So really Q1 is answered by what you print, how often, how big, how many materials, how many colours and how humid the working environment is.

    I hope this review helps you decide whether you need one and what best suits your particular printing activities.

    Jim :)

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    Last edited: Dec 2, 2023
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  16. Jim Freight

    Jim Freight Full Member

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    13. 1960s Skip Truck

    This continues from the 3D scanning project of the same name, where I have 3d scanned a Base Toys chassis and cab of a suitable era truck on which to fit a 3D printed skip truck body of the 1960s, the full introduction can be found here.

    Imported into SketchUp it was moved to align with the axes shown by SketchUp and converted to a component that I will use as a base on which to design the body, noting that I do not want to actually modify the chassis or print it.

    Some extra tidying up of a few ragged edges, lumps under a front wheel arch, and rear wheel arches cleared of extraneous mesh, resulting in the component below :-

    1 Image31.jpg


    Hiding Geometry


    Next I wanted to hide the geometry of the model as though it was created with SketchUp.
    A guide on this process can be viewed here :-

    SOFTENED VS SMOOTHED Edges in SketchUp - What's the Difference?



    In particular from about 7:20

    Please Note: I cannot seem to present this stage as well as I wished to.

    Performing this stage and capturing screen shots has proved very tricky due to time lags in processing and there appears to be some ambiguity (to me anyway) about the sequence compared with the above video.

    So here goes.

    Selected the component :-

    2 Image32.jpg

    and with the Soften Edges tool available on my default tray the Soften Edges tool is now enabled, I was then able to select 'Soften Coplanar', the default of 20 degrees gives adequate smoothing. The slider was originally at 20 degrees but moving it around to get an idea of what could be done with it I moved it back as close to 20 degrees as possible. There does not seem to be a numeric entry option.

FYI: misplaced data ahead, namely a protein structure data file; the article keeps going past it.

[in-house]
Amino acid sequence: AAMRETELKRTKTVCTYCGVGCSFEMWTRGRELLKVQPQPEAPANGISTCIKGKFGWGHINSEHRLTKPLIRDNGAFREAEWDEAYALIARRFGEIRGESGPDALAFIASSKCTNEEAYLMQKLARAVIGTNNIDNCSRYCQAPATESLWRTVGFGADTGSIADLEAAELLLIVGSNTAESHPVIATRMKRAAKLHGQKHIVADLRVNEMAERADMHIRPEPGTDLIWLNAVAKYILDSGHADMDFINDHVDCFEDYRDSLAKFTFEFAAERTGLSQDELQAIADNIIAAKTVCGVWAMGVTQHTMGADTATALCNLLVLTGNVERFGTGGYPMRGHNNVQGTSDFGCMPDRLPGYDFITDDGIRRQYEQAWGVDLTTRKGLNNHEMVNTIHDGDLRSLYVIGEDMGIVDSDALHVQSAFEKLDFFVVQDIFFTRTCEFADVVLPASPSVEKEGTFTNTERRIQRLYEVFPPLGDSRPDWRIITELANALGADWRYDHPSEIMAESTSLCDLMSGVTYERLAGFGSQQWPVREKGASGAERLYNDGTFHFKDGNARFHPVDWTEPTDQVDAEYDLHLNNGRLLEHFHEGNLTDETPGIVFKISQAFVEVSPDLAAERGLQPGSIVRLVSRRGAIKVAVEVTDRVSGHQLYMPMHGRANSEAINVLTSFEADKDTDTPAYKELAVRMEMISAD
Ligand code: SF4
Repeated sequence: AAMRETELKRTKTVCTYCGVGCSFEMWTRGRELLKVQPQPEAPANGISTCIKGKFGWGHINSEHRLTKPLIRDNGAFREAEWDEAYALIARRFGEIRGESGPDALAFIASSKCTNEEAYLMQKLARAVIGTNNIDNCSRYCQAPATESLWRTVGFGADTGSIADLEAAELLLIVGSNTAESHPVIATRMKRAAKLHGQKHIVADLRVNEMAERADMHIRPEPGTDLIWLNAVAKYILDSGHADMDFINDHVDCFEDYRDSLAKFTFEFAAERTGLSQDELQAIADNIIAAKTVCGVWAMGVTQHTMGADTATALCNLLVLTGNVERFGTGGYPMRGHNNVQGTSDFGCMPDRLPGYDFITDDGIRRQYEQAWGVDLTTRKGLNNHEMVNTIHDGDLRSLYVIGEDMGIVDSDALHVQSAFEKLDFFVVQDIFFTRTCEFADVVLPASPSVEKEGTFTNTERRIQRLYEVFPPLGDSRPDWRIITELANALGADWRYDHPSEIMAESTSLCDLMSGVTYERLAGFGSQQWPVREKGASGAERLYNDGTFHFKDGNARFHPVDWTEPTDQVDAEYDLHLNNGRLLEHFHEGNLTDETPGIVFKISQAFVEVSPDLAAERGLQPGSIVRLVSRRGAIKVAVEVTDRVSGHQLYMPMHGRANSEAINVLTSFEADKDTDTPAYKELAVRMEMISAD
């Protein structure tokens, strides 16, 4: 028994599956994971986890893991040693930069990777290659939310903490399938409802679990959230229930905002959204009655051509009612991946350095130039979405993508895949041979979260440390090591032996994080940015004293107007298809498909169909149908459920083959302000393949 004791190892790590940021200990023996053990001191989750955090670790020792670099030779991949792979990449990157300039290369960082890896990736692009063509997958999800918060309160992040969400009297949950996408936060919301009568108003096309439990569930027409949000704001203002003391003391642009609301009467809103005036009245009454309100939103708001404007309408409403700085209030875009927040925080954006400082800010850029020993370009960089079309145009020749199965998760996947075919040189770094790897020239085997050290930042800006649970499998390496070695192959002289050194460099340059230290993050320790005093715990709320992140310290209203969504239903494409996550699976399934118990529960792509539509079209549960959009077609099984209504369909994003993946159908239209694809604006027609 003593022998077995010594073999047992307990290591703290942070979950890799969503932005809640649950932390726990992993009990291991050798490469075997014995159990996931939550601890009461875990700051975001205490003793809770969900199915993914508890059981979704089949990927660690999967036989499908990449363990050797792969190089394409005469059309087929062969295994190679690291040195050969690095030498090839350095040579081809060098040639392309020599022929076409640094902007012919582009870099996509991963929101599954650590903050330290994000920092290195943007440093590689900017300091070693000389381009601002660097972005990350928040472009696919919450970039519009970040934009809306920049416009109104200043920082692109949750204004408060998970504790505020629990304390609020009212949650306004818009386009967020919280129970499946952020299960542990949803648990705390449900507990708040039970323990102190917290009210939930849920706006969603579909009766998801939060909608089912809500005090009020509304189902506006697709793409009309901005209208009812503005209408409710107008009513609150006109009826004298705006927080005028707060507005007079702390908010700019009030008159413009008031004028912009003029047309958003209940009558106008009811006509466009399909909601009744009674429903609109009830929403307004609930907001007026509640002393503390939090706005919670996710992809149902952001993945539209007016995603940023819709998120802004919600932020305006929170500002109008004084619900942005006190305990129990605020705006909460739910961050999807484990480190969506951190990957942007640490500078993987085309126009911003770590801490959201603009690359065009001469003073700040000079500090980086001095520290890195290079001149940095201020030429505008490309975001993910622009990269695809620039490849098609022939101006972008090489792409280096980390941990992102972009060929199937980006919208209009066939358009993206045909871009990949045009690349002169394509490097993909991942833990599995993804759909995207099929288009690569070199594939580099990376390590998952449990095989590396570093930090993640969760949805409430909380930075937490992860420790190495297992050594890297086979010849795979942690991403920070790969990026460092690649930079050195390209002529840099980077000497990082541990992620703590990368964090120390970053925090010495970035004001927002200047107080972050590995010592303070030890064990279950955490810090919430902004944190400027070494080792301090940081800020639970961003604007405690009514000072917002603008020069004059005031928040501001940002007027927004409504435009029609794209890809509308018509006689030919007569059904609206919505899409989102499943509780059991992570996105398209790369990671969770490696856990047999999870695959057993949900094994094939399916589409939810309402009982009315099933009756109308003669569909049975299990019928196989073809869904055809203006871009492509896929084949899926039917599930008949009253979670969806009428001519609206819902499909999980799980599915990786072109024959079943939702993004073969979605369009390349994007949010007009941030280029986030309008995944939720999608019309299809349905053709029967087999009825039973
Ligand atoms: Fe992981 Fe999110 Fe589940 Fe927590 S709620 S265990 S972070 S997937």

Changing a setting appeared to instigate the process, other times using the context menu and selecting Soften/Smooth Edges was required.

    I really could not get a consistent workflow together to document this properly.

    Result as :-

    3 Image33.jpg


    Viewing the geometry that is now hidden shows the mesh lines as dashes, i.e. soft :-

    4 Image34.jpg


    Hiding the geometry again the model is ready to have a skip truck body added.

    Summary of this preparation stage

    This process can be performed on the model whether it is saved as a component or not.

    What made performing this softening a little tricky is that it could take 3 or more seconds for a response on my Win7 laptop which meant that I could have changed another aspect of smoothing before the last one was completed thinking nothing had happened.

    It seems easy in the videos, hopefully you can do it more efficiently than I have.

    By saving the scanned truck chassis as a component it can be imported into any SketchUp model, which is useful as it seems this chassis is used for several Base Toys 4 wheel truck and van models. There are 3 axle positions under the cab and some Base Toys trucks have significant overhang above the rear lights, whereas this tanker model does not overhang the rear lights.

    Their 6 wheel models have a longer chassis and I may scan one of those too, a shorter chassis is available for their articulated vehicle tractor units.

    Okay, time to move on to designing the bodywork, there will be a pause now as I am waiting for delivery of the skips from Goodwood Scenics which can have a 21 day lead time.

    Jim :)

    Continued in 13.1 1960s Skip Truck - Skip Arrives

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    Last edited: May 15, 2023
  17. Jim Freight

    Jim Freight Full Member

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    13.1 1960s Skip Truck - Skip Arrives

    The skip has arrived and I have finally got around to measuring it up so I can create a SketchUp component.

    The prototype image references can be seen at :-

    https://www.stilltimecollection.co....scene-scenery-destination-venue-thetford-95CC

    Further images of this truck are available on the Still Time Collection site above.

    The chassis as scanned and the 12 (cubic) yard skip from Goodwood Scenics :-

    5 DSCF1301.JPG


    SketchUp component of the skip :-

    6.jpg


    From these images the approximate positioning of the skip is made from which I can start creating the body of the truck :-

    7.jpg

    8.jpg

    To be continued ...

    Back to episode list


    Jim :)
     
    Last edited: May 15, 2023
  18. Chris M